Welcome to the International African American Museum! Advanced timed tickets are required for all visitors. Popular dates and times may be sold out.
14 Wharfside StreetCharleston, SC 29401
Museum open 10am to 5pm (last entry 4:00 PM) Tuesday-Sunday. Closed Monday.
IAAM will challenge, illuminate, inspire and, ultimately, will move people to action.
14 Wharfside Street — Charleston, SC 29401
Oct 03, 2017
One of the most common events that beginning researchers attempt to document is an ancestor’s death. Most become familiar right away with death certificates, but when there are challenges finding or accessing a death certificate, it is helpful to know about additional records. It is a good practice to search these additional records in case there are errors or incomplete information on the death certificate. Ways to document a death which we discuss below are:
If your ancestor passed away during the time deaths were officially recorded in the state where he or she lived, you should look for a death certificate. Many collections of death certificates are online. Visit the article, How to Find United States Death Records, and select the state where you ancestor passed away. Choose the time period when the death occurred.
You will find different types of resources to help you locate a death record. If the record is online, you will find links to search that specific collection. Sometimes only the index is available which you can use to obtain a copy of the original record through the vital records office in that particular state.
Many people are fortunate to discover the names of an ancestor’s parents and birthplace from a death certificate. Also, the name of the person’s mother is often mentioned. This can help you as you use census records to track your family line back in time or as you trace them forward to locate extended family.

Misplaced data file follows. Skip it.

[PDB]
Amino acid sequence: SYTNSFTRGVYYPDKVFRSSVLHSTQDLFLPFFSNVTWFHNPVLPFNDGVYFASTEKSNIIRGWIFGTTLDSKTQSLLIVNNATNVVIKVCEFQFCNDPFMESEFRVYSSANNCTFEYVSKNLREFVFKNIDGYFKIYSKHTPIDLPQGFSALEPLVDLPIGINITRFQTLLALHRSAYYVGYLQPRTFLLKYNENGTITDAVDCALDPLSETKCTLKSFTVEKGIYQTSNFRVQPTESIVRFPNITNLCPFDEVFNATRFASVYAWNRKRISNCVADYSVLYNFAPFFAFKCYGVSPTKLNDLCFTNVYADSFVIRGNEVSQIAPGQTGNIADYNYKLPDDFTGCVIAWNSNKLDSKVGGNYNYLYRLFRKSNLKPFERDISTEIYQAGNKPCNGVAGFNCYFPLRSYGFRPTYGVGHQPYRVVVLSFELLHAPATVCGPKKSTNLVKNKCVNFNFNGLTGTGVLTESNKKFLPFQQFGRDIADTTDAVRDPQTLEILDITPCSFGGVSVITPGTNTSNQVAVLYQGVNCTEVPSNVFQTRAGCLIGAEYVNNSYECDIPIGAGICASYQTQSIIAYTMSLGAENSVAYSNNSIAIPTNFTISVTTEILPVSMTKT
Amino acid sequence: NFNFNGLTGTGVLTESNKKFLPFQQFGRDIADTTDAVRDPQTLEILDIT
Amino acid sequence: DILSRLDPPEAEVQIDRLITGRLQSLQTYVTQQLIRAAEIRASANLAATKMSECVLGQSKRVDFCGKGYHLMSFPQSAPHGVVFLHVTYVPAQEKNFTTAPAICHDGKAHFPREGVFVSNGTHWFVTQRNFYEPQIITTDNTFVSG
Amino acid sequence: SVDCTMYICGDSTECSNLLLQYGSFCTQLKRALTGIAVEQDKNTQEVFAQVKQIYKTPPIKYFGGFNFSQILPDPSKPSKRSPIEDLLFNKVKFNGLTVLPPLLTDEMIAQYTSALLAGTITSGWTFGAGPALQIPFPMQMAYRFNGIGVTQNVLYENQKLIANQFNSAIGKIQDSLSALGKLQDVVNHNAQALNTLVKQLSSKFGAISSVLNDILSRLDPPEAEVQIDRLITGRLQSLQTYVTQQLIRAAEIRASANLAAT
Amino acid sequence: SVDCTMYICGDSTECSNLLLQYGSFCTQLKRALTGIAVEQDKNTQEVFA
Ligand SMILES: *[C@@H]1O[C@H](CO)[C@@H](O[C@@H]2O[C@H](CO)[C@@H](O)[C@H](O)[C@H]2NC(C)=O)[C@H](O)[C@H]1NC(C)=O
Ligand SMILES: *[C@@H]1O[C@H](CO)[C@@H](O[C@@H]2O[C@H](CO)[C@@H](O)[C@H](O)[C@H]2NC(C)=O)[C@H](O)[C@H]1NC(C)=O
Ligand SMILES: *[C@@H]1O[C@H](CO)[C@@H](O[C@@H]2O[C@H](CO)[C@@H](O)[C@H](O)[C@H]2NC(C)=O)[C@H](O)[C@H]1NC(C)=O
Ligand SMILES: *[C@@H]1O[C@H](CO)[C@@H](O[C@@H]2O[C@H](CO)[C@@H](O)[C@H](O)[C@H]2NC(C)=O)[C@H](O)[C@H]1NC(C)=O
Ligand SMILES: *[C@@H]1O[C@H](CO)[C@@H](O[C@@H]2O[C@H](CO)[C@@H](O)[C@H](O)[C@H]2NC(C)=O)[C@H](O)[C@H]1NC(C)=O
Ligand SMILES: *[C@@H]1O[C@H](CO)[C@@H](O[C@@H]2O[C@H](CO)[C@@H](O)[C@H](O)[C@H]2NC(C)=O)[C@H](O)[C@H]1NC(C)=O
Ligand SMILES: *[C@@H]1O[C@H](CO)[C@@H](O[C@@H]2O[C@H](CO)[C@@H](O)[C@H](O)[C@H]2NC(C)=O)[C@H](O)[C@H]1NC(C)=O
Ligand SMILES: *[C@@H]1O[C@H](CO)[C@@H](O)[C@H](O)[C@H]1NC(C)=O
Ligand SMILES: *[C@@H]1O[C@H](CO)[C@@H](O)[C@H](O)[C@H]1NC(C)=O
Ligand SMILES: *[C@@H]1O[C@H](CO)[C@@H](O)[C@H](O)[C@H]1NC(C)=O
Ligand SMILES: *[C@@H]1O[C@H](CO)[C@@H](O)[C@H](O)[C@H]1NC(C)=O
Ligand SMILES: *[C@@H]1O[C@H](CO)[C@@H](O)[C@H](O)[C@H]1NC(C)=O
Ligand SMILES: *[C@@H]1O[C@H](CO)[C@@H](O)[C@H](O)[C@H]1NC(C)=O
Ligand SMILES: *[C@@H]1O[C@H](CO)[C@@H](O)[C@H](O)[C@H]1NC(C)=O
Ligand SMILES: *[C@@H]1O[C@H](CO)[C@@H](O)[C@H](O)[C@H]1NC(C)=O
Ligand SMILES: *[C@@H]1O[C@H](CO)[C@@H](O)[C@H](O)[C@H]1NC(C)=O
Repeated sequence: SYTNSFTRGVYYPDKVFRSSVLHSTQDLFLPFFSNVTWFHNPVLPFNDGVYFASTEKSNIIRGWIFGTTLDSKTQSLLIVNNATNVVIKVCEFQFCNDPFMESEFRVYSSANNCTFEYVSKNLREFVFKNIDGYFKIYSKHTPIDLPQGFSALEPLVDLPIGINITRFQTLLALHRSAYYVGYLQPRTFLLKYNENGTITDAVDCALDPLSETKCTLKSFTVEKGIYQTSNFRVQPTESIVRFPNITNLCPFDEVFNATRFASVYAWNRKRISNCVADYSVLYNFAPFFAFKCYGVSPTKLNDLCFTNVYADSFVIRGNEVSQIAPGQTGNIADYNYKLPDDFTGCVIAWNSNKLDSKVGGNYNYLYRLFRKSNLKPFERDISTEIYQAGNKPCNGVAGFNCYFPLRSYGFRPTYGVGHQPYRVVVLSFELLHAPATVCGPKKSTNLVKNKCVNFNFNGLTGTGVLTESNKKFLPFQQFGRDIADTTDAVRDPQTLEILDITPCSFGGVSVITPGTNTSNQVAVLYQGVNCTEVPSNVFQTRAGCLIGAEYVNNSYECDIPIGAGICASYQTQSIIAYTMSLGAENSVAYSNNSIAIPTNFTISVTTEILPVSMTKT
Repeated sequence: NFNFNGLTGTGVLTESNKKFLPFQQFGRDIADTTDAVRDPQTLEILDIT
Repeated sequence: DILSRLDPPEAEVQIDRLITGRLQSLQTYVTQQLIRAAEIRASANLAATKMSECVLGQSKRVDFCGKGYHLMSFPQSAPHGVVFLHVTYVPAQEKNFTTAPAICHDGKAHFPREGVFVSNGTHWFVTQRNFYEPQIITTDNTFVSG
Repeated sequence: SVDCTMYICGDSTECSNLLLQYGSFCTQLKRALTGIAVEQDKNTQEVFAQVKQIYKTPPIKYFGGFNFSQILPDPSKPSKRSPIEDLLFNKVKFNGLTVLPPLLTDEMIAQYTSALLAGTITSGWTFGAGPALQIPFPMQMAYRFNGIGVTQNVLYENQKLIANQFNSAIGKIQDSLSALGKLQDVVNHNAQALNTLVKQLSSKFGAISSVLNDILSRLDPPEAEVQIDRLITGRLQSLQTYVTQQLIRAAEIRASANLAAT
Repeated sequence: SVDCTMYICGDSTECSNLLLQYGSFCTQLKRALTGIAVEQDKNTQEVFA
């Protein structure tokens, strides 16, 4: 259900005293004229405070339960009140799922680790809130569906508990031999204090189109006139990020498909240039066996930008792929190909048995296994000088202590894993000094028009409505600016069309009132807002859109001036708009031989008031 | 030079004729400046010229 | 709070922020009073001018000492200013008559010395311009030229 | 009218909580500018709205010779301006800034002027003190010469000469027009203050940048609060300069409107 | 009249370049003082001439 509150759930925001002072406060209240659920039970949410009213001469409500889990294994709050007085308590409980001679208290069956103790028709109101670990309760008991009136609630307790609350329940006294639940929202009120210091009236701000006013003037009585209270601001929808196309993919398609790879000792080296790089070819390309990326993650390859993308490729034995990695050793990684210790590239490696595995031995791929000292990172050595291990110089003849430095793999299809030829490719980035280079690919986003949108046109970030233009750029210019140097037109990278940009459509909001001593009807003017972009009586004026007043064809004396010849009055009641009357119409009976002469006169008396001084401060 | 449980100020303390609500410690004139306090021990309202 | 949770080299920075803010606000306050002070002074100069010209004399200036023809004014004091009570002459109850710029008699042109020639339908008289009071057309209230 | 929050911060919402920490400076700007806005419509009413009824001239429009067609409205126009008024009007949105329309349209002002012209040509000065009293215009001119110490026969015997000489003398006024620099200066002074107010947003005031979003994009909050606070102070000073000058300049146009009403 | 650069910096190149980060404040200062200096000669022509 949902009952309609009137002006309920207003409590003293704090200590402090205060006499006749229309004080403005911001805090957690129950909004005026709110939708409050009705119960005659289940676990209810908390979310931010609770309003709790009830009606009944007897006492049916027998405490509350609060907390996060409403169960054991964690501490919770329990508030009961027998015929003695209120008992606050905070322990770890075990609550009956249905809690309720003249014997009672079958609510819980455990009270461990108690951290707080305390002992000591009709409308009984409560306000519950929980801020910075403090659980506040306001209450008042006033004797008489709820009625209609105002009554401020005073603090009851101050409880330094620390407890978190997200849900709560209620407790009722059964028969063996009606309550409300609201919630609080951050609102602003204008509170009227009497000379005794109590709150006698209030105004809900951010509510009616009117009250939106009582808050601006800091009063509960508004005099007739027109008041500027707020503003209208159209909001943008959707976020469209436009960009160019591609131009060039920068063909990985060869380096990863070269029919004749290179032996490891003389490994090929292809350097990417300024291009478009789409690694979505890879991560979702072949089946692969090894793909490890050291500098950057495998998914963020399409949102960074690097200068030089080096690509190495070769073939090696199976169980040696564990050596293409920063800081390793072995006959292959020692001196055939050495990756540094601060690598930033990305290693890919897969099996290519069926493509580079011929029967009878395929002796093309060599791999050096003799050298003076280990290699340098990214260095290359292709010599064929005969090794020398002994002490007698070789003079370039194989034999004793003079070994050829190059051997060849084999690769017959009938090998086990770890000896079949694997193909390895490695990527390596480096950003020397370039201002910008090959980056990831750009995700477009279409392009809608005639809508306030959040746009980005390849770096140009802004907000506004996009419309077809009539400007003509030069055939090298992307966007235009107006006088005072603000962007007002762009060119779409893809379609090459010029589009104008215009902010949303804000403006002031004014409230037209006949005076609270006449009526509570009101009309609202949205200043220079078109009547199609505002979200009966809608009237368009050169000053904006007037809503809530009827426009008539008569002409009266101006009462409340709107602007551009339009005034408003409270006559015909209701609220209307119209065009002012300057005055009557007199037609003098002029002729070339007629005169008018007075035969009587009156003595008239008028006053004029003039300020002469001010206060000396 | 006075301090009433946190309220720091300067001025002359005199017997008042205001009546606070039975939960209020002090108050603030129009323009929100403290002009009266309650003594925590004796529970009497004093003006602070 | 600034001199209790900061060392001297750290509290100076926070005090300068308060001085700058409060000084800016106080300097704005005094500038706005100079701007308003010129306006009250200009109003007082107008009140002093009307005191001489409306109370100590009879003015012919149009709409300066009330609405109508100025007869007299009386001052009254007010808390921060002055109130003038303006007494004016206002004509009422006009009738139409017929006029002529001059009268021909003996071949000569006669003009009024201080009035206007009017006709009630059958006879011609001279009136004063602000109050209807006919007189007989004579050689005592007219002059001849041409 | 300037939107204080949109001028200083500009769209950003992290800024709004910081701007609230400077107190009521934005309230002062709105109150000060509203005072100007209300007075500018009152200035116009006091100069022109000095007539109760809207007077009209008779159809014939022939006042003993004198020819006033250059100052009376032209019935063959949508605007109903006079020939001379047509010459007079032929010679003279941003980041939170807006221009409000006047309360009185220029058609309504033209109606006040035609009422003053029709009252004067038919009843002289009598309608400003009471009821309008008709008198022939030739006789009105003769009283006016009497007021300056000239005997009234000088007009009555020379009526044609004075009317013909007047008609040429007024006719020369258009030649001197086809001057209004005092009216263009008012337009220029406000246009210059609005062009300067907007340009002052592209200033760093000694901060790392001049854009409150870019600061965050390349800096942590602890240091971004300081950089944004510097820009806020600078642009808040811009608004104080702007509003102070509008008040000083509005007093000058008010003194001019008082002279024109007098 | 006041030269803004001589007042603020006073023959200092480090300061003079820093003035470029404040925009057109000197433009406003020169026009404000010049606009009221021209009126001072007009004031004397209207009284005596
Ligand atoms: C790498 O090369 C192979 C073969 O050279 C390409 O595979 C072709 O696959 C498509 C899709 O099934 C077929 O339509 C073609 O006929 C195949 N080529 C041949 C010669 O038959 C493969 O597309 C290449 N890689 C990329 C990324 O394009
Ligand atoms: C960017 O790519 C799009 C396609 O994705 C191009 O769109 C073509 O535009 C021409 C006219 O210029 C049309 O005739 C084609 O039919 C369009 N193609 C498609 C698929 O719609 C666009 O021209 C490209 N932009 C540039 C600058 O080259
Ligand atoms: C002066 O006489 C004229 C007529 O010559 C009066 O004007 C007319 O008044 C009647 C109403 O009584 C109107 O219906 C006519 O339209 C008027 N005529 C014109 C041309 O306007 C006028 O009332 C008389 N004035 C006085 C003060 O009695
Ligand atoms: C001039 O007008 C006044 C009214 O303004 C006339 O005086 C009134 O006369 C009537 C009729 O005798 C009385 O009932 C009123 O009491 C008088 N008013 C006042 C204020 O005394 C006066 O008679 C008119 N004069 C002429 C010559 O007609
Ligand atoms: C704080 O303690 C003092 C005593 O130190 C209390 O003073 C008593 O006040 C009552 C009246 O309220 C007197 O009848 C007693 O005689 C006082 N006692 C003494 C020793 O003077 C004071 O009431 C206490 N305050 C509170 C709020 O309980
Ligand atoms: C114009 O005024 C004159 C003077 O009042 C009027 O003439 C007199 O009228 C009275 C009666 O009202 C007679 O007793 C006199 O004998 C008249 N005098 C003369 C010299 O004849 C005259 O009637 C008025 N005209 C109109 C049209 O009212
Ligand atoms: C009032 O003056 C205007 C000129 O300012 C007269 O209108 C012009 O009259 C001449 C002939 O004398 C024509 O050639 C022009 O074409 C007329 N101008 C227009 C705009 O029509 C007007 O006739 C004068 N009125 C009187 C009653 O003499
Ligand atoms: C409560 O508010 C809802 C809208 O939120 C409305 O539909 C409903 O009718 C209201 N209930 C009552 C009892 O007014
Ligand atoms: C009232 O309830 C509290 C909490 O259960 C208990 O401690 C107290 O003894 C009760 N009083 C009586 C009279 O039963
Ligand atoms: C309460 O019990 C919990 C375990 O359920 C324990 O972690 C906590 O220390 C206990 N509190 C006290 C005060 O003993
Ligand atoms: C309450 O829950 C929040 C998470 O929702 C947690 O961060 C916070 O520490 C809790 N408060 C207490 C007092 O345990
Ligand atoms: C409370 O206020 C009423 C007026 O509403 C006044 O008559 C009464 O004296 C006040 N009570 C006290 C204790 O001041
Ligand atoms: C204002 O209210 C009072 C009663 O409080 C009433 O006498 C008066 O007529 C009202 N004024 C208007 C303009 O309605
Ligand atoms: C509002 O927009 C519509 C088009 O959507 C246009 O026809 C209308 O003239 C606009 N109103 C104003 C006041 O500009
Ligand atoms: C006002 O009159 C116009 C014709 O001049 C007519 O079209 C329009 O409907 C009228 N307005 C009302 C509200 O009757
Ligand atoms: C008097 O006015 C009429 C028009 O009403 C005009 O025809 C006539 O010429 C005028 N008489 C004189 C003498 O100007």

If you know where your ancestor died but you are not sure when, search the Social Security Death Index online. It “is a master index file of deceased individuals whose deaths were reported to the Social Security Administration. It has been kept since 1962, when operations were computerized. The index includes a few deaths from 1937 to 1961, about 50 percent of deceased persons from 1962 to 1971, and about 85 percent of deceased persons from 1972 to 2005. Records for the most recent 3 years are not available.” See Social Security Death Index to learn how to use the information that you discover from this collection.
The U.S., Social Security Applications and Claims Index, 1936-2007 provides a little more information than the Social Security Death Index. It provides information that was given during the process of applying for Social Security or making a claim:
The most popular resource accessed through newspapers for genealogy are obituaries. An obituary often provides much more information than a death certificate. A vast array of historical newspapers are available online through subscription and non-subscription sites. It is important to research the holdings of a subscription site so that you do not purchase a subscription and discover they do not carry the newspaper you need access to (time period and locality).
The newspaper you need access to may not be available online. In that case, you should contact the local library in the area where you ancestor lived to find out if they have local newspapers on microfilm. You may discover that the library has an obituary index where you can search for an index of the obituary before you request a copy of the original. Check the library’s website for other genealogy resources or collections.
Another resource that you can use to learn more about your ancestor’s death is the cemetery. You may have discovered the name of the cemetery where you ancestor was buried from a death certificate or obituary. If not, Find A Grave is a popular place people go to search for cemeteries in a specific area.
Widen your search by researching the people buried in the cemetery who have the same surname as your ancestor. Be sure to look closely at the people who are buried in the same plot or location as your ancestor. Compare death records and census records to see if there are any connections to these individuals that you have not already noticed.
Use one of the following ways to document a death:
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